Zimbabwe needs help. Its economy is in shambles, with an unemployment rate of eighty per cent, and an inflation rate of one-hundred-sixty-five-thousand percent. Food, fuel and other essentials are scarce. Millions of Zimbabweans have left the country, and many more are trying to. Politically-motivated violence against those perceived as supporting the opposition is rampant.
The problems are dire and need immediate attention.
The disputed presidential election in March has left the country in political limbo. Opposition leader Morgan Tsvangirei claimed victory with just over fifty per cent of the vote, while the Zimbabwe Election Commission, controlled by the government of President Robert Mugabe, released results that give neither candidate a majority of votes. A second round of elections, set for June 27, has been announced by the Election Commission. In the meantime, supporters of the majority party ZANU-PF have unleashed a reign of intimidation and violence against opposition activists and supporters. A number of political opponents of the current regime have been arrested. Many fear that the violence will intensify as the June election draws closer.
The United States and other Western countries have repeatedly expressed support for African organizations and individual African states, stepping up and pressing for an end to the country’s political crisis. U.S. Secretary of State Condoleezza Rice said that regional organizations, such as the African Union and the Southern African Development Community, need to take the lead:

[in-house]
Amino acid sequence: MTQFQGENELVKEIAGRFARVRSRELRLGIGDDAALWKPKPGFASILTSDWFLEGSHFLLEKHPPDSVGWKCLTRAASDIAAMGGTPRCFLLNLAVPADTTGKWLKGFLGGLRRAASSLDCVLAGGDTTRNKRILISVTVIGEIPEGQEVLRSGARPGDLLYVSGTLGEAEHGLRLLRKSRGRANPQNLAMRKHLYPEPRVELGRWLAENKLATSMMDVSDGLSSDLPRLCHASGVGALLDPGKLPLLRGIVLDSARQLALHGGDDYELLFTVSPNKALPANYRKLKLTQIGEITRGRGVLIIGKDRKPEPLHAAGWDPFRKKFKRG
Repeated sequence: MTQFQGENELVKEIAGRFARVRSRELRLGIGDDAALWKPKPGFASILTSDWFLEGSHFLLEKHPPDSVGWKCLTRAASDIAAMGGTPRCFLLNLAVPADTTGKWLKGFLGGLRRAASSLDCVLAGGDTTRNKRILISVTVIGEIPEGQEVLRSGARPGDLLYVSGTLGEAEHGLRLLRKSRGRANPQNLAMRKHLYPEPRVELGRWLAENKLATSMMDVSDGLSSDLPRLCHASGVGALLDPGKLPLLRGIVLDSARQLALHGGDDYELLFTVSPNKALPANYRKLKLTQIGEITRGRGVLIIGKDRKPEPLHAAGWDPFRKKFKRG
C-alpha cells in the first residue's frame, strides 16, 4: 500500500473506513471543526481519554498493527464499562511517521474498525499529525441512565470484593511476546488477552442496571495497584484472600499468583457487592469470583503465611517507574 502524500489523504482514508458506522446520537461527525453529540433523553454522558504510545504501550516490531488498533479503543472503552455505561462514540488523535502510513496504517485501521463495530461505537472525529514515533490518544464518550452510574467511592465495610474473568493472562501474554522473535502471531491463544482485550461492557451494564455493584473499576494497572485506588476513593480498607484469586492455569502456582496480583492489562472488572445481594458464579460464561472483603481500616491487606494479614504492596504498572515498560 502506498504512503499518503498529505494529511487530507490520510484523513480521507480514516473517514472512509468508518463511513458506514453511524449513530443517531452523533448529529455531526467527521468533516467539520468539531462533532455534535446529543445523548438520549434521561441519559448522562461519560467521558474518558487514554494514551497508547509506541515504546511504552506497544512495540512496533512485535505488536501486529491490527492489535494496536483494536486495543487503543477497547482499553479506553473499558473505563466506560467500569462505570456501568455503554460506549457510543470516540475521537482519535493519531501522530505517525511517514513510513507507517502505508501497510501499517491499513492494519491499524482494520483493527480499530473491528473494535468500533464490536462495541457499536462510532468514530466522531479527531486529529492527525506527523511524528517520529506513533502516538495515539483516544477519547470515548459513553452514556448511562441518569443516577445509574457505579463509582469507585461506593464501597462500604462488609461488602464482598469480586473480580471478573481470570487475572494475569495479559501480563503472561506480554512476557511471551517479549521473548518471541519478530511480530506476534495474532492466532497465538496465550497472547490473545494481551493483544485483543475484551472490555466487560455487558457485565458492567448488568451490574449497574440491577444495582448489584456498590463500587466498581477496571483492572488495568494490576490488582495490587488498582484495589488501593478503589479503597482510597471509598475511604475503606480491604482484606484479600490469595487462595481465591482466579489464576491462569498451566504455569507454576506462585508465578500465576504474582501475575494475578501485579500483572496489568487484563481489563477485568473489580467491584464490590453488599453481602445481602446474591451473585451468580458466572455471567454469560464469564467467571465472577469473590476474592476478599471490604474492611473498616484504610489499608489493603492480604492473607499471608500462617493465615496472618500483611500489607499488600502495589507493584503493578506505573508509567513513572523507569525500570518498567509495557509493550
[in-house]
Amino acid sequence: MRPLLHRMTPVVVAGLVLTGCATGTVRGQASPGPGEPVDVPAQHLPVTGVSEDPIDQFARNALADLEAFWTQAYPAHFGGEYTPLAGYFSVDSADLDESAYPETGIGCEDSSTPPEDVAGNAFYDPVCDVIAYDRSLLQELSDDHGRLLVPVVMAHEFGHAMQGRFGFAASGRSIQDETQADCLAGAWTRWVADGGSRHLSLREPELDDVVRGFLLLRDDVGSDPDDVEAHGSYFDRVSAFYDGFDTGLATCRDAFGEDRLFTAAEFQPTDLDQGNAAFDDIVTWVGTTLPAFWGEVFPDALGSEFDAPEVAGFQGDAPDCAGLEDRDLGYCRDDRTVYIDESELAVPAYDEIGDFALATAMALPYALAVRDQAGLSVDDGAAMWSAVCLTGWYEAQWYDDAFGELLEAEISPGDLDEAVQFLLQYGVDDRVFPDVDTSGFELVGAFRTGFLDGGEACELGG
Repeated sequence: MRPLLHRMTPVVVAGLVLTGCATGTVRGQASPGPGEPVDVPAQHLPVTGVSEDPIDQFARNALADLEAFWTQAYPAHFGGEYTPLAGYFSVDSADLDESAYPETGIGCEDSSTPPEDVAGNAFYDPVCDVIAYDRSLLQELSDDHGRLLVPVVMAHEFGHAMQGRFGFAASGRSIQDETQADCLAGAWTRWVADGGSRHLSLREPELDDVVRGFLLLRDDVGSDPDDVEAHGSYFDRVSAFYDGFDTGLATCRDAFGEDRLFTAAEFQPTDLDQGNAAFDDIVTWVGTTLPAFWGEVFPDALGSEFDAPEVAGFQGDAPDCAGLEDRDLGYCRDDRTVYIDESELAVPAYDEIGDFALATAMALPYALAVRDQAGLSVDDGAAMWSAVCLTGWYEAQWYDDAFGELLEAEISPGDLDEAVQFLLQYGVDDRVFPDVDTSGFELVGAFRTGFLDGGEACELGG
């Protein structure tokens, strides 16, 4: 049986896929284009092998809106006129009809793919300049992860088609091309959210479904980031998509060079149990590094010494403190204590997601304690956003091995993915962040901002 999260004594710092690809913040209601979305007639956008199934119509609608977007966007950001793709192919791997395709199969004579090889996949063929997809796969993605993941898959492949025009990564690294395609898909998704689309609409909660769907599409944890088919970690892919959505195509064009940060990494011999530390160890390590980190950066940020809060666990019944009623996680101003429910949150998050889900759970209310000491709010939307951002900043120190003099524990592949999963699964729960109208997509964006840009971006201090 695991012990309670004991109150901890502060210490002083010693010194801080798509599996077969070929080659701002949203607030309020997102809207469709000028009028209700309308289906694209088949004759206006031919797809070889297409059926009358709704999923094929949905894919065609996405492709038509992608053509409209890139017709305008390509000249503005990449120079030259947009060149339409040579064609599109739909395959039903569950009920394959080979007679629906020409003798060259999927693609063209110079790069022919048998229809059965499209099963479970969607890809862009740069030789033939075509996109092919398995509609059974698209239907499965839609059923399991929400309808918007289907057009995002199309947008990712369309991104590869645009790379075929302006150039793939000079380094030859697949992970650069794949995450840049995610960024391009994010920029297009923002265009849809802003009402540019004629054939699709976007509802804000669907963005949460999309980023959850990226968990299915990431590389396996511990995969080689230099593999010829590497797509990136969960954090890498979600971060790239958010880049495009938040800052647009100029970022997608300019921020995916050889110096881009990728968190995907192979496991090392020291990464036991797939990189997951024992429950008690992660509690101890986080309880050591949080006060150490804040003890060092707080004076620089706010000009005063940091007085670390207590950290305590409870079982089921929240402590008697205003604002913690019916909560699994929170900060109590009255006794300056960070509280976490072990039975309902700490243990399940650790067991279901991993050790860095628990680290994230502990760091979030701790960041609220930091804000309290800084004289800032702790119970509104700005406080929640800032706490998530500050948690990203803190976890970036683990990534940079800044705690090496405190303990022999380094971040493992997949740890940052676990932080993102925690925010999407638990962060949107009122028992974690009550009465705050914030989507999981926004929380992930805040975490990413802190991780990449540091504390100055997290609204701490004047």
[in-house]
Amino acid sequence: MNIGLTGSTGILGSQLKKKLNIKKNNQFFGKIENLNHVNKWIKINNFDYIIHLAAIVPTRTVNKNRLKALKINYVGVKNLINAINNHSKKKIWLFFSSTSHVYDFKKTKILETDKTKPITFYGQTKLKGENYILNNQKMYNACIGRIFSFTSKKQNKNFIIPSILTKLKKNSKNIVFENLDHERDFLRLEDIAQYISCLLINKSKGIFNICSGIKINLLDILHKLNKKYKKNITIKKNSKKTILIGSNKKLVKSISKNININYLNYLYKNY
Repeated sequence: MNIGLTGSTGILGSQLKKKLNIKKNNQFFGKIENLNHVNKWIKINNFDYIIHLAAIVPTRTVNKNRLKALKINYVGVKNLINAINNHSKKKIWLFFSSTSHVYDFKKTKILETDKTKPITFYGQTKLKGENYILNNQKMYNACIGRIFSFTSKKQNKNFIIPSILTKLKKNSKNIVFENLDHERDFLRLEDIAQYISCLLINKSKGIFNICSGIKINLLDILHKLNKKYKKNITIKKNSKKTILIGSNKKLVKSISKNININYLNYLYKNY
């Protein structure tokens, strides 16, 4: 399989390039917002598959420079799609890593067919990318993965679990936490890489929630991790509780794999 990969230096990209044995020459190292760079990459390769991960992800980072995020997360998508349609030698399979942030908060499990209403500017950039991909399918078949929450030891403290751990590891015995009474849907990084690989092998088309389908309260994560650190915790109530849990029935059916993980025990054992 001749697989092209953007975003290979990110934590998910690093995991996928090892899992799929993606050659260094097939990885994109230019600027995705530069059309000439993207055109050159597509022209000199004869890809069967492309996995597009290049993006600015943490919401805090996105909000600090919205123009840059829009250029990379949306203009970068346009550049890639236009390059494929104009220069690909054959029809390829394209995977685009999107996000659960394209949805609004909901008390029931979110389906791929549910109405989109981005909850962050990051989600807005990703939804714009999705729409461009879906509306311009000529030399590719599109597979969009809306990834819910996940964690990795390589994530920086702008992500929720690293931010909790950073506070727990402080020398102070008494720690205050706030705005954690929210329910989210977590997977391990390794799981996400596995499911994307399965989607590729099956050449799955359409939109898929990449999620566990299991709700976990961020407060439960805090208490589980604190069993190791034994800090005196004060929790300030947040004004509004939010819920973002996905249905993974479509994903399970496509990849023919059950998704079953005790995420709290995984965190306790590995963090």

"It’s time for Africa to step up. Where is the concern from the African Union, and from Zimbabwe’s neighbors, about what’s going on in Zimbabwe?"
Zimbabwe’s neighbors should strengthen efforts to insist that the Government of Zimbabwe stop all attacks against opposition supporters. They should help end the political impasse by closely monitoring the upcoming election, and then by insisting that the will of the people of Zimbabwe, as reflected by their vote, be implemented with all due haste. Only then can Zimbabwe, and its neighbors, move on.